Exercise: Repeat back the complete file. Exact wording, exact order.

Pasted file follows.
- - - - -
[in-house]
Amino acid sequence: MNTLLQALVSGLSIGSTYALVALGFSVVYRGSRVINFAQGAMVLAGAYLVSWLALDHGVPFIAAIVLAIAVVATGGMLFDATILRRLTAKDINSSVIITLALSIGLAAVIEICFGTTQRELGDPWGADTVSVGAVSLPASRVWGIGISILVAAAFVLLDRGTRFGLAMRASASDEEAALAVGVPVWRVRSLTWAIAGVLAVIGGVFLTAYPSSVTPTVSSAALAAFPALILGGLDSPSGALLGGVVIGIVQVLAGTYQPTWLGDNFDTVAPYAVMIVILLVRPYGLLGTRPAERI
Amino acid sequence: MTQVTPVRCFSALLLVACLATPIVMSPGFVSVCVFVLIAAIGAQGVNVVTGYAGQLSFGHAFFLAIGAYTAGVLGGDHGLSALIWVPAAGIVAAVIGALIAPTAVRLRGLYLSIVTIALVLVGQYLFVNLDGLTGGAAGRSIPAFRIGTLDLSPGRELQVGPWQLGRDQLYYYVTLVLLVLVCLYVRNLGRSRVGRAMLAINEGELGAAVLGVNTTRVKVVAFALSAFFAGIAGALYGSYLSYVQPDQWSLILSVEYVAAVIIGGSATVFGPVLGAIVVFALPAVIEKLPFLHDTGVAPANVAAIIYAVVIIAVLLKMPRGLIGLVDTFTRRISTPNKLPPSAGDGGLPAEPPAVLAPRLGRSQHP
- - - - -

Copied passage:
[in-house]
Amino acid sequence: MNTLLQALVSGLSIGSTYALVALGFSVVYRGSRVINFAQGAMVLAGAYLVSWLALDHGVPFIAAIVLAIAVVATGGMLFDATILRRLTAKDINSSVIITLALSIGLAAVIEICFGTTQRELGDPWGADTVSVGAVSLPASRVWGIGISILVAAAFVLLDRGTRFGLAMRASASDEEAALAVGVPVWRVRSLTWAIAGVLAVIGGVFLTAYPSSVTPTVSSAALAAFPALILGGLDSPSGALLGGVVIGIVQVLAGTYQPTWLGDNFDTVAPYAVMIVILLVRPYGLLGTRPAERI
Amino acid sequence: MTQVTPVRCFSALLLVACLATPIVMSPGFVSVCVFVLIAAIGAQGVNVVTGYAGQLSFGHAFFLAIGAYTAGVLGGDHGLSALIWVPAAGIVAAVIGALIAPTAVRLRGLYLSIVTIALVLVGQYLFVNLDGLTGGAAGRSIPAFRIGTLDLSPGRELQVGPWQLGRDQLYYYVTLVLLVLVCLYVRNLGRSRVGRAMLAINEGELGAAVLGVNTTRVKVVAFALSAFFAGIAGALYGSYLSYVQPDQWSLILSVEYVAAVIIGGSATVFGPVLGAIVVFALPAVIEKLPFLHDTGVAPANVAAIIYAVVIIAVLLKMPRGLIGLVDTFTRRISTPNKLPPSAGDGGLPAEPPAVLAPRLGRSQHP